If you're heading through North Dakota over the holidays, don't be surprised if your directions take you down Smashed-in Buffalo Head Road. Then again, if you're passing through the Detroit suburbs, try not to blush if you get off at Exit 69, otherwise known as Big Beaver Road. And appropriately enough, not far from the University of Michigan's school of political science, you might pass the intersection of Nixon and Bluett Roads.
From Lois Lane Drive to Chicken Shack Drive, the U.S. is lined by roadways with some wild, weird and wacky names. How did they get that way? Politics and history, mistranslations and vanity, as well as the occasional, odd sense of humor have made for much more interesting travel than were we simply a land of Main Streets and Broadways.
No doubt the oldest road names in America are those left by the Spaniards along the Florida and Gulf Coasts, the Southwest and California. The most obvious is El Camino Real - the "Royal Road," running much of the length of old Spanish California. It's certainly a lot more colorful name than the King's Highway that spanned early settlements along the East Coast.
Those early settlements paid obeisance to the Crown, with roads like King, Prince or Queen. In areas settled by the French, including Detroit, modern-day residents still struggle to pronounce street names like Beaubien, Cadieux and Navarre. (Then again, Detroiters also pronounce Freud St. as Frood, and Goethe as Goatee.)
Early American street names often reflected their purpose, such as the Boston Post Road, running from New York City to Boston. There are plenty of these functional roads: Atwater, River, Canal and Railroad, Lake Shore, Market, Main and Broadway.
The nation is dotted with Plank Roads and Turnpikes. Early enterprising pioneers would lay wooden boards, or planks, to get travelers out of the mud on primitive trails. You'd pay your penny and they're turn a wheel, raising the gate, or pike, to let you pass.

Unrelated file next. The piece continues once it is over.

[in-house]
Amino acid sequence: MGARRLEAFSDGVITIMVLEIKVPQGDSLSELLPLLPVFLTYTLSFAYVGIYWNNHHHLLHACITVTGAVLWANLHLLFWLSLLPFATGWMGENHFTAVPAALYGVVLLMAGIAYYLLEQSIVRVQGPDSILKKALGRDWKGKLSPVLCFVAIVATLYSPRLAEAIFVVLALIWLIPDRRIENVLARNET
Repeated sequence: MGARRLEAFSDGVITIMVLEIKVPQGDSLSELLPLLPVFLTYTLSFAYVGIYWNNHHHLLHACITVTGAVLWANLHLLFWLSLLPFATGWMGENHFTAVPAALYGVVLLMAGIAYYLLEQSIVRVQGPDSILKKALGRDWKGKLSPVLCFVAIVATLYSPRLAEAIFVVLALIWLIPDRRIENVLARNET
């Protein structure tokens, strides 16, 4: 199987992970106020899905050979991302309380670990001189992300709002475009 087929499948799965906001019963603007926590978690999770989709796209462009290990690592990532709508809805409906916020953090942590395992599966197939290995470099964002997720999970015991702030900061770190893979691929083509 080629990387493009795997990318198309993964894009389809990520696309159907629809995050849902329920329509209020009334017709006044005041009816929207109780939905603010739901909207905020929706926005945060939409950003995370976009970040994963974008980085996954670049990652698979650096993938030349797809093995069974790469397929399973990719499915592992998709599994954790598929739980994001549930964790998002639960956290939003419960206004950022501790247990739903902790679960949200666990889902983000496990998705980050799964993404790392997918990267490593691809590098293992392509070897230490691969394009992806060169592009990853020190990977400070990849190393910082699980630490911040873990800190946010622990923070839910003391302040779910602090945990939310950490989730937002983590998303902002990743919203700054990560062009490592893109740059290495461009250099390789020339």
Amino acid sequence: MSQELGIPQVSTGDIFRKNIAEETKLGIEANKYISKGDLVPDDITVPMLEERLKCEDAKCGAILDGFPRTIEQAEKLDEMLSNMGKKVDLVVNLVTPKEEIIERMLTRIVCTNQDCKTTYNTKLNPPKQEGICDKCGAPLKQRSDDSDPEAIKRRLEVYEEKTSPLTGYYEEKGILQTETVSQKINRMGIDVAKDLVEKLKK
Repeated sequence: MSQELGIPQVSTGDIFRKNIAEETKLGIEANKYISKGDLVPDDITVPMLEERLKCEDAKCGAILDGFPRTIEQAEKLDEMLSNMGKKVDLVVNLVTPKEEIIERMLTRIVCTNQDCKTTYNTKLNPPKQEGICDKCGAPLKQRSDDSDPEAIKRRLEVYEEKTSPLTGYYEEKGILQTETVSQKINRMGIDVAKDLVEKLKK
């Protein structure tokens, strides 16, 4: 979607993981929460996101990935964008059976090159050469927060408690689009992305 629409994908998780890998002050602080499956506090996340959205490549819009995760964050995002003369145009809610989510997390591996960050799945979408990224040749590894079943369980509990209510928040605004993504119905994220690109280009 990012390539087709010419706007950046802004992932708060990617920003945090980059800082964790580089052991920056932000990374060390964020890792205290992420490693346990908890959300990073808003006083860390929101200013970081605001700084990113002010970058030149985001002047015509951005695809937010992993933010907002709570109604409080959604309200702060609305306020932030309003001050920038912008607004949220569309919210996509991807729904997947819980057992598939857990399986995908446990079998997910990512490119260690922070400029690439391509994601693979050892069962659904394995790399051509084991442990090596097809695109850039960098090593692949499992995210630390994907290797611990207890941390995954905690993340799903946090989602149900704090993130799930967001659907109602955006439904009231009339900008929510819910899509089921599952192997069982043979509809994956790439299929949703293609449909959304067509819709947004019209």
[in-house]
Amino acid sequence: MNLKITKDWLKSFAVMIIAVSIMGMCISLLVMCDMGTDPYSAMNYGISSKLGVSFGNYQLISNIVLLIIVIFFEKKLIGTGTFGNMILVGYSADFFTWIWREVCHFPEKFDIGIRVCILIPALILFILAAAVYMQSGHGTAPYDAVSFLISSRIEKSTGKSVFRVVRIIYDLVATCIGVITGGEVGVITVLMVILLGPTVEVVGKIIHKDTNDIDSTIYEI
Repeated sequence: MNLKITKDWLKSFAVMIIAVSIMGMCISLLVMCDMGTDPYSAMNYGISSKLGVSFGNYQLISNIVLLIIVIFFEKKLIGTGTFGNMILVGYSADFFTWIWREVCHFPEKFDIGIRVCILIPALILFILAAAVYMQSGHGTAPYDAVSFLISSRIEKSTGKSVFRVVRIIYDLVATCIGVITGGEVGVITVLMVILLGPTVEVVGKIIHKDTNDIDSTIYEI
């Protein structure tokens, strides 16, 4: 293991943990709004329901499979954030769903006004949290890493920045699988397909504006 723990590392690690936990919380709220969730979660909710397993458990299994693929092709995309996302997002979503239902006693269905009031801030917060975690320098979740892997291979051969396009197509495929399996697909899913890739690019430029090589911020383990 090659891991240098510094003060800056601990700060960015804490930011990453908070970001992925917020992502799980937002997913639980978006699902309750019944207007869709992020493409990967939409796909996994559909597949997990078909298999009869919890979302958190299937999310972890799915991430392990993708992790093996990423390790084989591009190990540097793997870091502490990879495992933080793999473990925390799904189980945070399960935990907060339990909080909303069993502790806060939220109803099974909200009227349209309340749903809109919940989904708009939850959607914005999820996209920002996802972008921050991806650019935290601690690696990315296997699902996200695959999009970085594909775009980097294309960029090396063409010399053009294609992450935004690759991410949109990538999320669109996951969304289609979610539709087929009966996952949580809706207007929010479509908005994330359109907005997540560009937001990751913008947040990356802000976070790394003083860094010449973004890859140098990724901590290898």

What about Deer Lick Road? It was likely a landmark for early settlers and travelers, just like Lime Kiln Lane and Smashed-in Buffalo Head Road.
What name honor?
After the Revolution, it became popular to name streets (as well as towns, counties and schools) after national heroes and leaders. We have countless Washington, Jefferson, Adams, and Madison Streets. And the trend continues with modern leaders, hence the ubiquitous Martin Luther King boulevards.
But can anyone tell us who Fangboner Rd., near Toledo, Ohio, was meant to honor?
Baby Boomers have taken to heart that old rock-and-roll lyric, "Everybody is a star." The postage stamp-sized Pleasant Ridge, Mich., regularly auctions off the right to name a local street. So do a number of other cities across the U.S., so that's why you can find a Chicken Shack Lane leading to Elm Street. And why not honor your favorite comic book character, as one fan did with Southfield, Mich.'s Lois Lane Drive?
Early roads would weave and bob, following the local terrain. As a result of the Northwest Territory Act of 1787, lands north of the Ohio River and west of Pennsylvania were laid out in north-south and east-west grids.
So rapper Eminem hung out on Detroit's Eight Mile Road, the Motor City marking distance to a central point downtown. Other cities name their grid roads alphabetically, while in New York, Avenues run North-South and Streets run East-West.
Early New York was a maze of winding lanes. Finally, city fathers tried adopting the grid system, but it didn't always work right, so in Greenwich Village, you'll find the intersection of West 4th Street and West 4th Street.
Like the politically-charged intersection of Nixon/Bluett, intersections can create some unexpected complications of their own. New York offers us another, the anti-feminist meeting of Bangher and Leever.
The U.S. doesn't have a monopoly on odd names, of course. Some European names reflect ancient events or leaders, often in dialects no longer spoken. Politics also can play havoc. According to the online research site, Wikipedia, "Names are sometimes manipulated for political purposes; the name of Svetogorska Street, in Belgrade, was changed six times since 1872."
While there are plenty of odd and uncommon street names across the country, most communities show a surprising lack of imagination. Yet the U.S. Census Bureau suggests that even the ordinary can be a little odd.
You might think that First Street would be America's most popular road name. Think again. It follows Second and Third Streets, though Fourth Street does indeed come in fourth.
Main Street? It ranks a relatively minor seventh on the top-10 list.